Sunday, 19 May 2013
The Seeds of Death written by Brian Hayles and directed by Michael Ferguso
This story in a nutshell: The reptilian rascals are back and this time they have their sights set on Earth…
I love how Zoe talks to Jamie as though he is subnormal – telling him to look at a dial and asking ‘do you think you can manage that?’ You would have thought that Zoe and Miss Kelly would have something of a totty brain-off but actually they get on very well, ganging up on the others with their reliance on logic. Zoe seems to be well into this adventure lark now, willing to squeeze into the grille and turning the heating up - ‘I’m smaller than you and I’ll probably be a lot quieter too!’ she hisses at Jamie. There’s a very revealing scene where Phipps’ has a panic attack and Zoe coldly diagnoses his nervous exhaustion but cannot empathise with him. She's all logic and no heart. Her photographic memory comes in very handy again. Seeing Zoe spread eagled against a bank of pulsing lights as an Ice Warrior advances to gun her down makes for a memorable cliffhanger. Whilst everybody else condemns him, Zoe defends Fewsham saying that he saved her life. I don't know if it's the lighting or the fact that it is shot of film but during the sequences set outside the Weather Control Station both Zoe and Jamie look as pure as the driven snow. I defy anybody to avoid laughing as the foam pours in and a soggy wet Troughton stumbles onto the set covered head to toe in bubbles! In Padbury's assured hands, Zoe is a marvelously engaging character and adds a great deal to this runaround.
Sexy Scot: Everybody thinks that Jamie is being left behind but he wont here a bit of it and yet once they are rocket-borne he declares that it is worse than travelling in the TARDIS! The best Jamie moment comes at the end of the story when he distracts an Ice Warrior by going ‘ner-ner-ne-ner-ner!’ (well okay he doesn’t say that but it’s just as funny!) so Zoe can open the door and let the soggy Doctor in and T-Matting to the moon to protect the Doctor in the face of Ice Warrior weaponry.
Sparkling Dialogue: ‘Is that the one?’ ‘No Jamie!’
‘You have destroyed our entire fleet!’ ‘You tried to destroy an entire world.’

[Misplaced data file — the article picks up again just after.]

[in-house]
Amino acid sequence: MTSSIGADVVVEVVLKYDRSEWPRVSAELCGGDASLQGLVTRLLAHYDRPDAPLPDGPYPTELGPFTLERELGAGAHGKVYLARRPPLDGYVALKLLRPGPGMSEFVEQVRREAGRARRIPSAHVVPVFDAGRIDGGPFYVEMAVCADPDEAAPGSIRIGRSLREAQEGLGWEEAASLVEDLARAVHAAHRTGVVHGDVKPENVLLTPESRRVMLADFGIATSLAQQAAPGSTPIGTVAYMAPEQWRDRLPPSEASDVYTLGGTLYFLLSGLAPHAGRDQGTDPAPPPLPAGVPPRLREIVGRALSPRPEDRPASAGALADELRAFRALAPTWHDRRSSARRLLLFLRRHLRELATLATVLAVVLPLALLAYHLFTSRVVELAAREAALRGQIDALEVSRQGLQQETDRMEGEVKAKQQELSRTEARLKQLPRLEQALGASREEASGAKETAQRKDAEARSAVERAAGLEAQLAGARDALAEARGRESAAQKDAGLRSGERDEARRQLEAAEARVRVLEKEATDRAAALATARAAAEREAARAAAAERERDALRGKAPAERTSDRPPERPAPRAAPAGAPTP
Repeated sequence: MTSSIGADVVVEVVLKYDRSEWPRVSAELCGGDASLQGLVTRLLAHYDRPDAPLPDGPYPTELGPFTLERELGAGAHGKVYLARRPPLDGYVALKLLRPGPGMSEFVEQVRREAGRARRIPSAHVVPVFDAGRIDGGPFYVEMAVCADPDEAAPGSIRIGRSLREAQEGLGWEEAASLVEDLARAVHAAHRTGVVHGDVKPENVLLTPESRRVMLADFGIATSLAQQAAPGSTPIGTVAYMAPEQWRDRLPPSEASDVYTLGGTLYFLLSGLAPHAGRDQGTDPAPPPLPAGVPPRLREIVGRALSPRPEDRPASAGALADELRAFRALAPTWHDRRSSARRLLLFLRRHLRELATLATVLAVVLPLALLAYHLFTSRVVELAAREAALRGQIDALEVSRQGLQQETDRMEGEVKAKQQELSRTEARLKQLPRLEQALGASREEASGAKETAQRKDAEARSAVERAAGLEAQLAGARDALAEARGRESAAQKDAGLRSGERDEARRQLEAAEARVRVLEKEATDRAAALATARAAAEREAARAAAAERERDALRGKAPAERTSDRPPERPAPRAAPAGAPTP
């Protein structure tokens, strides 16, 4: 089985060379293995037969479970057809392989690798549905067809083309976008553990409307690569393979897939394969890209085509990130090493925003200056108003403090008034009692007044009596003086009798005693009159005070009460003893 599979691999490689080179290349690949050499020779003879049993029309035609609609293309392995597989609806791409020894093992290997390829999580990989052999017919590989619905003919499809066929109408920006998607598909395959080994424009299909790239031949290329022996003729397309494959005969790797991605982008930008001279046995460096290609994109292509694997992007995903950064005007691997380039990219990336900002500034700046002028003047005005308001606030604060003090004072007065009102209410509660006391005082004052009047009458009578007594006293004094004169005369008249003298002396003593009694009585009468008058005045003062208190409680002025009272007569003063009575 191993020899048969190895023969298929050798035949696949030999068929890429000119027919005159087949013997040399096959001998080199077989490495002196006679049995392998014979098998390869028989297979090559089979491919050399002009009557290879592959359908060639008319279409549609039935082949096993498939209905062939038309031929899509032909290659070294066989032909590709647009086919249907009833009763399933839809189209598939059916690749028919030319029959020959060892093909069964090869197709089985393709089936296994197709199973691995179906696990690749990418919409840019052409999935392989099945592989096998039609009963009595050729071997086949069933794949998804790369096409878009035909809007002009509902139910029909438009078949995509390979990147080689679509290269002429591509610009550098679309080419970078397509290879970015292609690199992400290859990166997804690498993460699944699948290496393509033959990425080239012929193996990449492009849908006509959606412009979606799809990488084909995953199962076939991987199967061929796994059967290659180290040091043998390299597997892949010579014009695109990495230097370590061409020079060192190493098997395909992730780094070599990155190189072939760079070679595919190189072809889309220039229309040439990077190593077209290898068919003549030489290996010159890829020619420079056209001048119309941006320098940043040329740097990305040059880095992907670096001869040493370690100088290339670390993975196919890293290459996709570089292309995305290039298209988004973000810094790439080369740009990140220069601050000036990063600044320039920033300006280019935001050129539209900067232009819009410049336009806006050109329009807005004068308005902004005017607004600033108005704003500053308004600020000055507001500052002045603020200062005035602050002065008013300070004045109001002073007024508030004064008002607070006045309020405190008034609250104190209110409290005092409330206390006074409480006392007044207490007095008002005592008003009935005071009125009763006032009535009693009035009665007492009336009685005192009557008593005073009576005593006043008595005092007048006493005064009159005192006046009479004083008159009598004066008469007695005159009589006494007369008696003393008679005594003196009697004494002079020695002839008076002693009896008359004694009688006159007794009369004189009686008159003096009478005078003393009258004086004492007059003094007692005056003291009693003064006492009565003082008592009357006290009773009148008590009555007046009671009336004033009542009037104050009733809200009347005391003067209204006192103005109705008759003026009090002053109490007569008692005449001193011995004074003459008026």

The Good Stuff: The opening sequence is a great example of the visual imagination that was rife during the Troughton era – the stories may have become more formulaic but the approach to realising the show was extremely creative (there are similarly strong title sequences in The Ice Warriors and The Space Pirates). The model work is exemplary and the story offers strong geographic markers throughout by panning across to either the Earth or the Moon depending on where the next scene is set. Add that an unforgettable Dudley Simpson score and we are off to a good start. Isn't it marvelous how the computer voices in the 60s tales have such attitude? Miss Kelly is an immediately striking character and not the sort of female character that I would expect to stumble across during this period of the show. She is cold, resourceful and authorative and has wonderfully bossy lines like 'please don't stop me again otherwise I shall have to go above your head!' With both Zoe and Miss Kelly, The Seeds of Death pushes strong female characters to the fore (it's Fewsham and Phipps who panic and lose it under pressure). Michael Ferguson knows how to build up suspense and tells the invasion of the Moonbase from the POV of the aliens, looking through their eyes at the terrified crew members staring back, horrified. The question of everybody's lips is what could possibly cause that much panic and dread? How much mileage does Ferguson get from that wall of pulsing lights? His silhouette shots look especially striking in black and white. Just like the New Series had the cheek to stick Cybermen in various locations all over the world, The Seeds of Death does the same thing but with the far more mundane T-Mat capsule. You have to admire their cheek. Fewsham elevates the Moonbase sequences considerably, a character that we can really buy into because he is trapped in a no-win situation of co-operating with the Martians or being killed. As much as we all like to think that we would be willing to sacrifice our lives in a similar sort of situation I am prepared to admit that it probably isn't as simple as that. Put in Fewsham's position I think many of us would follow in his footsteps and it's that 'what would I do?' that elevates this character from the other, stock characters that populate this tale. Despite his stubbornness (many writers think the obstinacy adds shades of character but more often than not it is just annoying...and irritatingly Doctor Who stories are often full of them to make sure that the Doctor is prevented from saving the day in episode one), I really like Eldrad, an old man with fading dreams of a rocket flying into space. The effect of the Ice Warrior gun is great because it looks like it literally sucks in your insides and scrambles them. When you find out how easy it was to achieve it impresses all the more. There is a close up on Fewsham as Miss Kelly T-Mat’s up to the Moon to confront him where he really looks like a man waiting to be hanged. I couldn't have sympathised with him more at this point. The Ice Warrior suits have been properly blinged up in this story, their armour shines and they look spanking new and menacing. You cannot fault the ambition of a story that has the line ‘if we crash into a mountain range we’re done for!’ and cut to a shot of the POV of a rocket screaming towards the moon! Even if they didn't have the budget to support such an idea, that never stopped Doctor Who in it's early years. Alan Bennion’s hissy voice is very effective plus the Ice Warriors have a new burbling growl, which sounds gives them real presence. After three episodes of skipping from the Earth to the Moonbase it is great to go outside for some impressively mounted scenes of the Warrior stomping across Hampstead Heath. Asking Fewsham to beam the Doctor into space is horrible and Terry Scully plays it for real. There's no attempt to cut away from this agonising choice, as drama so often does. Fantastic shots of the warrior silhouetted by the sun and storming through the foam, pish to those of you who think these creatures were presented as a genuinely frightening force in Cold War. I love the foam covering the camera, for a moment it feels like the danger is spilling from the story out of the TV into our homes. Slaar and Fewsham share a very arty scene silhouetted against the lights, as I said Furgeson really gets his money out of this smart piece of design. The moment when Slaar realising he is being filmed and turns to the camera to cut the link always makes me heart skip a beat. I love it when the villains direct the camera directly. How wonderfully pathetic does Slaar sound when he realises that he has been tricked into sending his fleet into the sun. It;'s a good thing that he dies because he was never going to live that one down.